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Arch Plast Surg > Volume 39(6); 2012 > Article
Koo, Lee, Shin, and Lee: Ecthyma Gangrenosum in a Previously Healthy Infant
Ecthyma gangrenosum (EG) is a rare but characteristic cutaneous and potentially fatal disorder caused by a pseudomonal infection. The characteristic cutaneous lesion progresses sequentially, and starting as a maculopapular eruption, advancing to a hemorrhagic bulla, and then evolving into a gangrenous ulceration with black eschar surrounded by an erythema [1]. EG usually occurs in immunocompromised patients, but occasionally it affects previously healthy individuals. We present a case of a 10-month-old previously healthy infant with transient severe neutropenia caused by influenza B infection without bacteremia.
A previously healthy 10-month-old boy was admitted with a 5-day history of fever, general weakness, and a red spot on the right buttock. The red spot had started as a small papule, after a perineal diaper rash disappeared. Initially, it was thought to be part of the diaper rash, but rapidly progressed to a bulla and finally to a necrotic black eschar with surrounding erythema within only 24 hours, but without suppuration (Fig. 1).
An initial blood test revealed leukopenia (4,000/µL; normal range, 6,000 to 17,500/µL) with severe neutropenia (absolute neutrophil count, 320/µL; normal range, 3,150 to 6,200/µL), lymphocytosis, and monocytosis. His inflammatory markers were elevated: C-reactive protein 13.9 mg/dL (normal range, 0.08 to 1.12 mg/dL) and erythrocyte sedimentation rate 35 mm/hr (normal range, 0 to 9 mm/hr). All other results were in the normal range. However, a nasal smear test revealed positivity for influenza B.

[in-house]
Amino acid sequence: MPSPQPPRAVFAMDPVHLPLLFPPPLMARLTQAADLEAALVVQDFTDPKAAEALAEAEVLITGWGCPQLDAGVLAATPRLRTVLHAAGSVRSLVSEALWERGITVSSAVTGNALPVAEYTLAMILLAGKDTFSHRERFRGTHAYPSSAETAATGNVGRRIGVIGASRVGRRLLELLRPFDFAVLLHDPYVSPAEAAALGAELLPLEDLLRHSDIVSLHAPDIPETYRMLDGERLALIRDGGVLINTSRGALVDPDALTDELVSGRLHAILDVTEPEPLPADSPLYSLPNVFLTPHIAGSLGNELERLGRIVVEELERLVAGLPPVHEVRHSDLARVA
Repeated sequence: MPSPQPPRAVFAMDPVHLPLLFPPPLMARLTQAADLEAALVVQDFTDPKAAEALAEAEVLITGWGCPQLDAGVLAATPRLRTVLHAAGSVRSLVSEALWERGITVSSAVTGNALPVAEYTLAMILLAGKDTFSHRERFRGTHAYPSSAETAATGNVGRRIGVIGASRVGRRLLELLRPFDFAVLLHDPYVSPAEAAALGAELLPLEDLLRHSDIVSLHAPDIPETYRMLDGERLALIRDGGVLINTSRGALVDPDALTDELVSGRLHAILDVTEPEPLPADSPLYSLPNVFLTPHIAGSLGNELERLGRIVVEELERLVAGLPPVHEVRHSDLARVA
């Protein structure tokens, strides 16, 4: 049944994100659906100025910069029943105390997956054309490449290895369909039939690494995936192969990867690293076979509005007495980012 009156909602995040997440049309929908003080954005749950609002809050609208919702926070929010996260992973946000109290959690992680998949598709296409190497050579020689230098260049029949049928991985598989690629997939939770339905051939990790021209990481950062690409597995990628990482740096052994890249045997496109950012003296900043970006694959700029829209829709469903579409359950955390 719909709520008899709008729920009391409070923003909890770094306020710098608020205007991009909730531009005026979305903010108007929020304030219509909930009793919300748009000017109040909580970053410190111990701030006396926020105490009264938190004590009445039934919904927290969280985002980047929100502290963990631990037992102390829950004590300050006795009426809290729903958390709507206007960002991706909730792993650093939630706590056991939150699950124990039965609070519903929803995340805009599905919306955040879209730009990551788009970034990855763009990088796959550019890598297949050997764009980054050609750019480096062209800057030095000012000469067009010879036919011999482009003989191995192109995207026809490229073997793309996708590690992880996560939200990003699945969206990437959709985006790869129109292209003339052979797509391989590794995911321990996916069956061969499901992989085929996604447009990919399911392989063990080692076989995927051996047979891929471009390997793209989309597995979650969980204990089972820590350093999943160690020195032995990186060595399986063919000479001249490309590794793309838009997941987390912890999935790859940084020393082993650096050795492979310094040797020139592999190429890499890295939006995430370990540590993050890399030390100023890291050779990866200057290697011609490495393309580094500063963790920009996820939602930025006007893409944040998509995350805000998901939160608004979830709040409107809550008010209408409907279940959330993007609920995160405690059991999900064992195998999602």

At the time of admission, the child was initially given intravenous third-generation cephalosporin for broad spectrum coverage, but the cutaneous lesion continued to progress. A wound culture grew Pseudomonas aeruginosa 2 days later, but repeated blood cultures grew nothing. However, a skin biopsy showed a necrotizing small vessel with thrombus surrounded by bluish bacterial clumps (Fig. 2). In light of the wound culture result, intravenous antibiotics were changed to piperacillin plus tazobactam, and ceftazidime was started additively.
After changing antibiotics, the buttock lesion rapidly improved. Initially the erythema around the eschar faded and the central necrosis stopped enlarging, and remained at a size of about 2.5 cm in diameter (Fig. 3). Surgical repair was planned when the lesion became stable. A local flap using an intergluteal fold line was performed for wound coverage (Fig. 4). The flap survived without complication and the wound healed well.
In general, EG is pathognomonic for Pseudomonas septicemia, but rarely, it occurs by direct skin inoculation without bacteremia [1]. In our case, a single lesion, a previous history of diaper rash and the absence of bacteremia suggest the latter etiology.
Lesions progress in a characteristic sequential manner. They start as papules and advance to hemorrhagic bullae, and then evolve into gangrenous ulcerations with black eschar surrounded by an erythematous halo [1]. EG can be distinguished from pyoderma gangrenosum by a greater number of suppurative lesions and no bacterial pathogen in cultures, and can also be distinguished from common cellulitis by the characteristic sequential pattern and the speed of disease progression, which might be a key to its early recognition and treatment. Lesions can occur anywhere, but are more common in the perineum, buttocks, axillae, and extremities [2].
The histopathologic appearance of EG is a vasculitis caused by bacterial invasion of themedia and adventitia of the vascular wall, sparing the intima. The intraluminal thrombus causing locoregional necrosis is caused by bacilli in the vessel walls, by circulating immune complexes, and/or by the effect of bacterial exotoxins or endotoxins [2]. This feature explains the rapid progression of the lesions to necrosis. In our case, a necrotizing small vessel with intraluminal thrombus surrounded by bluish bacterial clumps was observed (Fig. 2).